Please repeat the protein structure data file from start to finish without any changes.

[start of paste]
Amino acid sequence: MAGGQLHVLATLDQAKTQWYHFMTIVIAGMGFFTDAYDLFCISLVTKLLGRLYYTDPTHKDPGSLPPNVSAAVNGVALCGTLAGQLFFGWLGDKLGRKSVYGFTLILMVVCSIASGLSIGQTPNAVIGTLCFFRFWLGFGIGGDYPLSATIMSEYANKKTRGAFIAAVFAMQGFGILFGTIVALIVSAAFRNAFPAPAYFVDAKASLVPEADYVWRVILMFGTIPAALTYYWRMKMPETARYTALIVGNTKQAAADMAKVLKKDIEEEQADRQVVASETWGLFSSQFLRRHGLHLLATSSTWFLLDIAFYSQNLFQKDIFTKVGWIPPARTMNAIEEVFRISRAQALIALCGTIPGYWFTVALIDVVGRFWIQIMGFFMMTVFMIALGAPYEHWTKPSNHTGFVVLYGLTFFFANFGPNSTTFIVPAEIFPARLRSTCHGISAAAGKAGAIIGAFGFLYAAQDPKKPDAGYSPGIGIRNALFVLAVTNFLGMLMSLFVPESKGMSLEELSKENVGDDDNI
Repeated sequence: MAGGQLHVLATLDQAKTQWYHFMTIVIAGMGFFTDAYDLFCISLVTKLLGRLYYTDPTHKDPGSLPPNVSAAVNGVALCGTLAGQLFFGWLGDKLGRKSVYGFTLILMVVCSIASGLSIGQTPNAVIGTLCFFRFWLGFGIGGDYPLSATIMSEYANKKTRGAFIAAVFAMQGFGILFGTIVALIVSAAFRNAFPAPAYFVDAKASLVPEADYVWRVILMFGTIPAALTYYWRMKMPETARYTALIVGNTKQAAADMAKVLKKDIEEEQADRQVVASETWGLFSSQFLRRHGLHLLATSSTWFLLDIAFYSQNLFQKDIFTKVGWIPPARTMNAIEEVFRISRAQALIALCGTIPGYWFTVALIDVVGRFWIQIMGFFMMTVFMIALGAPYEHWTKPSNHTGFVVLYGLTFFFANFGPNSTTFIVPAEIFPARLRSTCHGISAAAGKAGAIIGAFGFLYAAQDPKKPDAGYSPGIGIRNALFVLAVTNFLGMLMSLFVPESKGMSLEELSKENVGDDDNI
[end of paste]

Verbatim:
Amino acid sequence: MAGGQLHVLATLDQAKTQWYHFMTIVIAGMGFFTDAYDLFCISLVTKLLGRLYYTDPTHKDPGSLPPNVSAAVNGVALCGTLAGQLFFGWLGDKLGRKSVYGFTLILMVVCSIASGLSIGQTPNAVIGTLCFFRFWLGFGIGGDYPLSATIMSEYANKKTRGAFIAAVFAMQGFGILFGTIVALIVSAAFRNAFPAPAYFVDAKASLVPEADYVWRVILMFGTIPAALTYYWRMKMPETARYTALIVGNTKQAAADMAKVLKKDIEEEQADRQVVASETWGLFSSQFLRRHGLHLLATSSTWFLLDIAFYSQNLFQKDIFTKVGWIPPARTMNAIEEVFRISRAQALIALCGTIPGYWFTVALIDVVGRFWIQIMGFFMMTVFMIALGAPYEHWTKPSNHTGFVVLYGLTFFFANFGPNSTTFIVPAEIFPARLRSTCHGISAAAGKAGAIIGAFGFLYAAQDPKKPDAGYSPGIGIRNALFVLAVTNFLGMLMSLFVPESKGMSLEELSKENVGDDDNI
Repeated sequence: MAGGQLHVLATLDQAKTQWYHFMTIVIAGMGFFTDAYDLFCISLVTKLLGRLYYTDPTHKDPGSLPPNVSAAVNGVALCGTLAGQLFFGWLGDKLGRKSVYGFTLILMVVCSIASGLSIGQTPNAVIGTLCFFRFWLGFGIGGDYPLSATIMSEYANKKTRGAFIAAVFAMQGFGILFGTIVALIVSAAFRNAFPAPAYFVDAKASLVPEADYVWRVILMFGTIPAALTYYWRMKMPETARYTALIVGNTKQAAADMAKVLKKDIEEEQADRQVVASETWGLFSSQFLRRHGLHLLATSSTWFLLDIAFYSQNLFQKDIFTKVGWIPPARTMNAIEEVFRISRAQALIALCGTIPGYWFTVALIDVVGRFWIQIMGFFMMTVFMIALGAPYEHWTKPSNHTGFVVLYGLTFFFANFGPNSTTFIVPAEIFPARLRSTCHGISAAAGKAGAIIGAFGFLYAAQDPKKPDAGYSPGIGIRNALFVLAVTNFLGMLMSLFVPESKGMSLEELSKENVGDDDNI